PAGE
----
“[In Vietnam], I participated in small teams. I currently manage small teams of both men and women in fieldwork as a fishery consultant. It can be difficult and demanding. While women are unable to participate in the most physical tasks, they are valuable assets for accomplishing missions that demand stamina and clear thinking.
“While women may not be able to accomplish a task through sheer force they will develop alternate strategies to accomplish the same task.
“Presence of women has a tendency to improve male performance and vice versa.”
1st Sgt. William Kone, a 25-year veteran of the Army and Army Reserve, teaches basic rifle marksmanship to soldiers. He says he’s concerned that women don’t have the upper body strength to carry the combat load. (Photo shared by William Kone)
1st Sgt. William Kone
U.S. Army and U.S. Army Reserve, 25-year veteran
“I know this is hard to understand, but women in general (not all, but most) don’t have the upper body strength to carry the combat load, nor the stamina to go the distance.
“[I carried:] 210 rounds (for an M-16), 3 quarts of water, night-vision equipment and serialized weapon gear, cleaning kit, some kind of food to last 24 hours, signaling gear, 50 pounds of body armor. With radio, I carried 95-ish pounds of stuff every day on foot patrols.”
Spc. Casey Head
Iowa National Guard, 2004-05, participated in Operation Iraqi Freedom
“It’s going to reduce unit morale and combat effectiveness at first.
“Having worked in a combat unit with women embedded in a support role, we always felt a need to protect and watch over them. Making a cultural shift away from that is going to be difficult, but I believe it’s a shift that has to be made.”
Sgt. Mara Solberg
North Dakota National Guard, 1975-91
“When I was in the military, there were not many women who were enlisting. It was a time when there were male soldiers who didn’t think women should enlist.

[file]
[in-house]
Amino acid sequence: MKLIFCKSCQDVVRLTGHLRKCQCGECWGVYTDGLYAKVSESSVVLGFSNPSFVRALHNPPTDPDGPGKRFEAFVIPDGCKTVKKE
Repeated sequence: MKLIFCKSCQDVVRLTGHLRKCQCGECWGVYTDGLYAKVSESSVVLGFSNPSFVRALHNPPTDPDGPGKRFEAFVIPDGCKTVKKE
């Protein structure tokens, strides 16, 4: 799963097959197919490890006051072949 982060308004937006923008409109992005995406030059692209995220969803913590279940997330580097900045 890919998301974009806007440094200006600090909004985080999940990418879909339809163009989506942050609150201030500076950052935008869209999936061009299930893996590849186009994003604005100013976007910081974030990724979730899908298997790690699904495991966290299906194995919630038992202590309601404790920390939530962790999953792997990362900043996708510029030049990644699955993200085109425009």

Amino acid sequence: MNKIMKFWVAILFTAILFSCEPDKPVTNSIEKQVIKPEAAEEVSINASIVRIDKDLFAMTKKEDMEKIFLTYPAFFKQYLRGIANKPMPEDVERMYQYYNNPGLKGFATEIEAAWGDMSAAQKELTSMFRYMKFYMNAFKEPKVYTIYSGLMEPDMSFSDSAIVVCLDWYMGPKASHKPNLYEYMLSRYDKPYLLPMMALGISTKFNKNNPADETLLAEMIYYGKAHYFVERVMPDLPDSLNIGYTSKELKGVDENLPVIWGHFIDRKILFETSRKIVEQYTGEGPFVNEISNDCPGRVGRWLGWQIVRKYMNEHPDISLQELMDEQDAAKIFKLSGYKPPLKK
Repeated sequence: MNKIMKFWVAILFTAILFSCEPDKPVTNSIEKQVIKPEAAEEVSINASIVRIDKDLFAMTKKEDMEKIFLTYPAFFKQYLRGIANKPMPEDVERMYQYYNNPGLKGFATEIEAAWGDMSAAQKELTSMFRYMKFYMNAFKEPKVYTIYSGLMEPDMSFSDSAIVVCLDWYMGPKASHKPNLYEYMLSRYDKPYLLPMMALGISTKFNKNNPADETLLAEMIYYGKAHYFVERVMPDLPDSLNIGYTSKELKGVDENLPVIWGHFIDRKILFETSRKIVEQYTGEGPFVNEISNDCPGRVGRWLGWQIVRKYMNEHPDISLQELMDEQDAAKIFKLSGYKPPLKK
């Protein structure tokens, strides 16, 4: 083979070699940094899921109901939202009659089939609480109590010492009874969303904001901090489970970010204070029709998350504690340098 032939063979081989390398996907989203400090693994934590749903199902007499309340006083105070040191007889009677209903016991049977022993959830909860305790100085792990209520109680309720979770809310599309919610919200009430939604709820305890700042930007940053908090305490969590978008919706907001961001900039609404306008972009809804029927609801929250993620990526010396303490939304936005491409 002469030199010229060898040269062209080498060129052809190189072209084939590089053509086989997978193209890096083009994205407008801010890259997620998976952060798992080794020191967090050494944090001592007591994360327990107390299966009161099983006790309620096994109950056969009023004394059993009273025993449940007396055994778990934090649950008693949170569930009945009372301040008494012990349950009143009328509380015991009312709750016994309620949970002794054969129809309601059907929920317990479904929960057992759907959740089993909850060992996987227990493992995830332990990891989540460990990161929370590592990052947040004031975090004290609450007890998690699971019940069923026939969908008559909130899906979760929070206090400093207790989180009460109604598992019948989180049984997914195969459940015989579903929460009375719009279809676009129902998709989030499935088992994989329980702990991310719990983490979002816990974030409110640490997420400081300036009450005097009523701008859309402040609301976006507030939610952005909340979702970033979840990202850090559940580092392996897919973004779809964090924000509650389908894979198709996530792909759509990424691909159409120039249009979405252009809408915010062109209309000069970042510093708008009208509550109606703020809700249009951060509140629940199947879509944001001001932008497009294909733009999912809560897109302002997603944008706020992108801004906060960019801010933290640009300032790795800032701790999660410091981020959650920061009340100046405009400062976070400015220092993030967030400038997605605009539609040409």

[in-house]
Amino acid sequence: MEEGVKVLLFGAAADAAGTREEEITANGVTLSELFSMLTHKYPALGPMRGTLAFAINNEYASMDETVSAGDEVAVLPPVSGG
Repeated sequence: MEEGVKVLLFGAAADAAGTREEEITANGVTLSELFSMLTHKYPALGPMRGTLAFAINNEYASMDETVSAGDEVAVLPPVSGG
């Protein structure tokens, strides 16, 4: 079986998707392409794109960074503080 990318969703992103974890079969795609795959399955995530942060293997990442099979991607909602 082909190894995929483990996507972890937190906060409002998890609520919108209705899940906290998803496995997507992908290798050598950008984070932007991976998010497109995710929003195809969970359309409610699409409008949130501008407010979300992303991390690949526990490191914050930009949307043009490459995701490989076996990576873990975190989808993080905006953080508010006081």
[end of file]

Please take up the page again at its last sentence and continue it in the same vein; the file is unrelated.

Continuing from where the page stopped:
“I remember being ignored sometimes, or guys calling me names from across the parking lot just because I was female.
“But we have come a long way and my kids, who are in their 20s, seem to see no difference between the abilities of the different sexes.”
Lt. Cmdr. Paul Cauchon served in the Navy’s Medical Service Corps for 28 years, in many operations, including Operation Iraqi Freedom, which took him to Kuwait City. In his experience, “the women did every job the men did, including firefighting and damage control.” (Photo shared by Paul Cauchon)
Lt. Cmdr. Paul Cauchon
U.S. Navy corpsman, 1977 – 2006, participated in many operations, including Operation Iraqi Freedom
“I was a medical officer on a mixed-crew ship (the USS Merrimack), and the women did every job the men did, including firefighting and damage control.
“When I deployed to Operation Iraqi Freedom in 2003 with Fleet Hospital 15, I sat alongside many women in the bunkers as Saddam Hussein tried to Scud (missile) us to death.
“They are already taking the risks; they should be afforded the same ‘reward’ as men for doing so.
“Not all men are equally strong; not all men are equally skilled. If the Israeli Army can do it, so can we.
“Finally, if sexual assault is a concern, the sad reality is that changing the official combat status of women will not change that at all. If anything, it may lessen the rate.”
Maj. Thad Evans
U.S. Army, 1971-91
“It took time for blacks to be accepted, and I’m sure it’s taking time for gays to be accepted.
“Women will be integrated successfully, but more slowly. The gender bias will go quickly, but the natural male protectiveness will go away more slowly.
“The military needs to act quickly to put even more stringent sexual harassment methodology in place. This will be the biggest problem.”
>> If you have military experience, tell us how it informs your views of this change.